When looking to rent a exotic car, it can pay to compare your options. Here, two powerhouses of engineering
face off in an epic battle. It’s the perfect story: the new challenger against the established king.
Ingenuity versus precision. F1 versus Le Mans. Britain versus Germany.
You might decide your favourite on looks alone – and nobody would blame you.
And that might be the only thing to separate them – for these two cars are remarkably similar. Both on sale
for just two years (2013-2015) as part of a limited production run, their manufacturers have both trodden
similar paths in their quest for performance. Exotic Cars of old relied simply on hugely powerful engines to
deliver mind-boggling speed, but current regulations mean engineers need to be smarter.
There are no naturally-aspirated V12s to be found here. In fact, both employ turbocharging and electric
motors to increase the horsepower of their thundering drivetrains, delivering spectacular acceleration with
a hat-tip towards the environment.
Under the bonnet
The McLaren may have the larger brake horsepower figure, but it actually features the smaller engine. It’s a
3.8-litre twin-turbocharged V8, bolstered by an electric motor to deliver 904bhp.
This motor sits between the engine and transmission to overcome turbo-lag and provide additional torque. The
combined powertrain drives the rear wheels and accelerates the P1 to a theoretical 218mph.
The naturally-aspirated 4.6-litre V8 in the Porsche is much less powerful, with 603bhp. Its trump card is its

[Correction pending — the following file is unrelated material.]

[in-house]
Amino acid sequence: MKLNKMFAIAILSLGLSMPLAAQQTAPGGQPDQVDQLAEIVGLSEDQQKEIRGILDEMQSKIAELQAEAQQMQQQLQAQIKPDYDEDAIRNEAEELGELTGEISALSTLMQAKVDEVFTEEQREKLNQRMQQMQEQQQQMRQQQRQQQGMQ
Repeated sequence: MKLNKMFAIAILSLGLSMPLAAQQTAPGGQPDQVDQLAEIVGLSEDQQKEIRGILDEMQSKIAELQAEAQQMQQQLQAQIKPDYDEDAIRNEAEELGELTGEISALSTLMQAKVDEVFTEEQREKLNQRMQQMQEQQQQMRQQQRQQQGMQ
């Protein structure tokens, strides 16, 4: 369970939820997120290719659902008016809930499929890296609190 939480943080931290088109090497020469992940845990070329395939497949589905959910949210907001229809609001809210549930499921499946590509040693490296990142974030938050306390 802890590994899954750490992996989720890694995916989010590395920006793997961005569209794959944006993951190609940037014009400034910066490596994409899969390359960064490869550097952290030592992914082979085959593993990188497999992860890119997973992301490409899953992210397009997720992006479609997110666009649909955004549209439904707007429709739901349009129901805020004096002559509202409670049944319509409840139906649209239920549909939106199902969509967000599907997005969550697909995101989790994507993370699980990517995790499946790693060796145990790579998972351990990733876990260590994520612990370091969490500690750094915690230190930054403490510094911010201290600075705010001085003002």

dual electric motors; one at the front axle and one at the rear, for all-wheel drive agility. Combined with
the engine, its combined output is a monstrous 887bhp.
The use of electric power provides massive torque, too, for startling acceleration both from a standstill and
in gear. This also means the electric motors alone can power the 918 Spyder in virtual silence. The downside
is the electric-only range is just 12 miles and only works at low speeds. But with CO2 emissions of 70g/km,
it’s the one to pick if you need to project a greener image.
In the cabin
The huge difference in torque should mean the Porsche is significantly faster than the McLaren, but one
detail keeps them toe-to-toe: weight. The McLaren is 184kg lighter than the Porsche – equivalent to two
That extra weight is partly down to the more glamorous interior of the Porsche. Much like the brand’s Formula
One cars, the McLaren feels comparatively stripped-out. The Porsche, on the other hand, is much more plush,
with a full touchscreen interface dominating the centre console.